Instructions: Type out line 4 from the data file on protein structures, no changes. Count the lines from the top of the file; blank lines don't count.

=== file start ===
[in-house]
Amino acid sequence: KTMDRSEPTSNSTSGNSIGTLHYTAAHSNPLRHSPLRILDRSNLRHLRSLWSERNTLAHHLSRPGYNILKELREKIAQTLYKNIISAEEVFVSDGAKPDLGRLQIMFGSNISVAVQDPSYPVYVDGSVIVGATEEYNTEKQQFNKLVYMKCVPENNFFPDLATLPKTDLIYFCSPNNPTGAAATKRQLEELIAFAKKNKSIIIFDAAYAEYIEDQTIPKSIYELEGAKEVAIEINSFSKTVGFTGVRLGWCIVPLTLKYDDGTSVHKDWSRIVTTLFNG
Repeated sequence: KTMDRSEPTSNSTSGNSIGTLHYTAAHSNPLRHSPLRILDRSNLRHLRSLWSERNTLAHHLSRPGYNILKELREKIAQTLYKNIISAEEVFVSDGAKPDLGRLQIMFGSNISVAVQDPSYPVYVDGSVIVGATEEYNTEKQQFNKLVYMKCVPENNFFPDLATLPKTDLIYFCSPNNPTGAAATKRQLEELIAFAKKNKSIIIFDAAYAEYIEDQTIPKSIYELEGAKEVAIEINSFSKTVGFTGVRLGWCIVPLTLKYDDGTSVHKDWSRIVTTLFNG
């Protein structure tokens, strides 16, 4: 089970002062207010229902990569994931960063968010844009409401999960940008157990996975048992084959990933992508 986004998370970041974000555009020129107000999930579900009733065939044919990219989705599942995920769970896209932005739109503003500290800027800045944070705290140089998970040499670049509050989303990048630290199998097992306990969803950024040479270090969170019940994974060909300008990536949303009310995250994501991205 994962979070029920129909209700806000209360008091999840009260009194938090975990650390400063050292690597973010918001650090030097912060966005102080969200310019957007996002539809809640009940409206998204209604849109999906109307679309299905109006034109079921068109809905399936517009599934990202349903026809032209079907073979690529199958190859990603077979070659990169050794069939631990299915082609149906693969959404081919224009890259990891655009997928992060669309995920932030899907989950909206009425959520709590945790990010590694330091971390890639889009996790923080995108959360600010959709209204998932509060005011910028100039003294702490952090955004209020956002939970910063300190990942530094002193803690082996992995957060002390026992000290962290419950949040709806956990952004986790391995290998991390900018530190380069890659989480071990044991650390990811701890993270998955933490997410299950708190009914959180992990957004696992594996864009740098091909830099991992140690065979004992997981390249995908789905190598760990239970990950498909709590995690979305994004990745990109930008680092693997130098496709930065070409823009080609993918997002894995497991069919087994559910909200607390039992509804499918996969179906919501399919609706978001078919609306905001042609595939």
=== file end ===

């Protein structure tokens, strides 16, 4: 089970002062207010229902990569994931960063968010844009409401999960940008157990996975048992084959990933992508 986004998370970041974000555009020129107000999930579900009733065939044919990219989705599942995920769970896209932005739109503003500290800027800045944070705290140089998970040499670049509050989303990048630290199998097992306990969803950024040479270090969170019940994974060909300008990536949303009310995250994501991205 994962979070029920129909209700806000209360008091999840009260009194938090975990650390400063050292690597973010918001650090030097912060966005102080969200310019957007996002539809809640009940409206998204209604849109999906109307679309299905109006034109079921068109809905399936517009599934990202349903026809032209079907073979690529199958190859990603077979070659990169050794069939631990299915082609149906693969959404081919224009890259990891655009997928992060669309995920932030899907989950909206009425959520709590945790990010590694330091971390890639889009996790923080995108959360600010959709209204998932509060005011910028100039003294702490952090955004209020956002939970910063300190990942530094002193803690082996992995957060002390026992000290962290419950949040709806956990952004986790391995290998991390900018530190380069890659989480071990044991650390990811701890993270998955933490997410299950708190009914959180992990957004696992594996864009740098091909830099991992140690065979004992997981390249995908789905190598760990239970990950498909709590995690979305994004990745990109930008680092693997130098496709930065070409823009080609993918997002894995497991069919087994559910909200607390039992509804499918996969179906919501399919609706978001078919609306905001042609595939």